In Paris, French president Franç​ois Hollande was more supportive of the Obama administration’s actions but said that Europe needed to develop its own anti-ISIS strategy, based on its own needs, priorities, and capabilities. He added that, rather than trying to prevent potential Islamic State tourists from seeing, enjoying, and being culturally uplifted by visits to Paris, it would be far more effective to take measures to undercut the finances of the terrorist group. This could be done, he said, if the British government were to impose measures blocking the transfer of Qatari funds to the City of London bank accounts of the Islamic State. In response, British prime minister David Cameron countered that Mr. Hollande’s  criticism of British banks as financial facilitators of ISIS would be more convincing if the French government would take action on its own accord to cancel the sale of two atomic bombs being manufactured in France for delivery to ISIS later this year. This jab, in turn, was immediately rejected by Mr. Hollande, who pointed out that the bombs had been duly contracted for, and that France stood to lose billions of euros, as well as thousands of jobs on not only these but also future bomb contracts, should it fail to deliver as promised. “In any case,” Mr. Hollande added, “the honor of France is at stake.”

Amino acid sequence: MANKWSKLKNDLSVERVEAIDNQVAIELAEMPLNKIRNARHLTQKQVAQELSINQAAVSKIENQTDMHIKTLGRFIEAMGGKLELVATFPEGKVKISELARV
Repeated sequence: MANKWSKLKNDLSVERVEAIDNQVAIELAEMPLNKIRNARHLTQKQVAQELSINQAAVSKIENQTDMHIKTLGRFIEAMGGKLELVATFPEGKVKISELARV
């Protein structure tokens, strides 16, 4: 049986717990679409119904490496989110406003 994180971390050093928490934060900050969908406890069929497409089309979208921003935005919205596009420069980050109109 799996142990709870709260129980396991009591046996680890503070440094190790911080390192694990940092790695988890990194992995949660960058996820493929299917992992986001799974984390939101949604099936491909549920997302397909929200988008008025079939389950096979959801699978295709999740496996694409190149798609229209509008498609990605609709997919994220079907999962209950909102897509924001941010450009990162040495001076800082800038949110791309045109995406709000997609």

Reaction from the Islamic State itself was swift and harsh. Speaking from Mosul, a senior ISIS official said that the Islamic State would continue its offensive regardless of the powerful sanctions, which in an apparent effort to put on a brave face, he chose to call “ridiculous.” “What do we care about being denied visas for entry into the United States?” he said. “Who needs permission to enter the United States? When we want to enter the United States, we will enter the United States. Who is going to stop us?”

— Robert Zubrin is president of Pioneer Energy and the author of Energy Victory. The paperback edition of his latest book, Merchants of Despair: Radical Environmentalists, Criminal Pseudo-Scientists, and the Fatal Cult of Antihumanism, was recently published by Encounter Books.

Robert Zubrin is president of Pioneer Astronautics and of the Mars Society. His next book, The Case for Space: How the Revolution in Spaceflight Opens Up a Future of Limitless Possibility, will be published by Prometheus Books in 2019.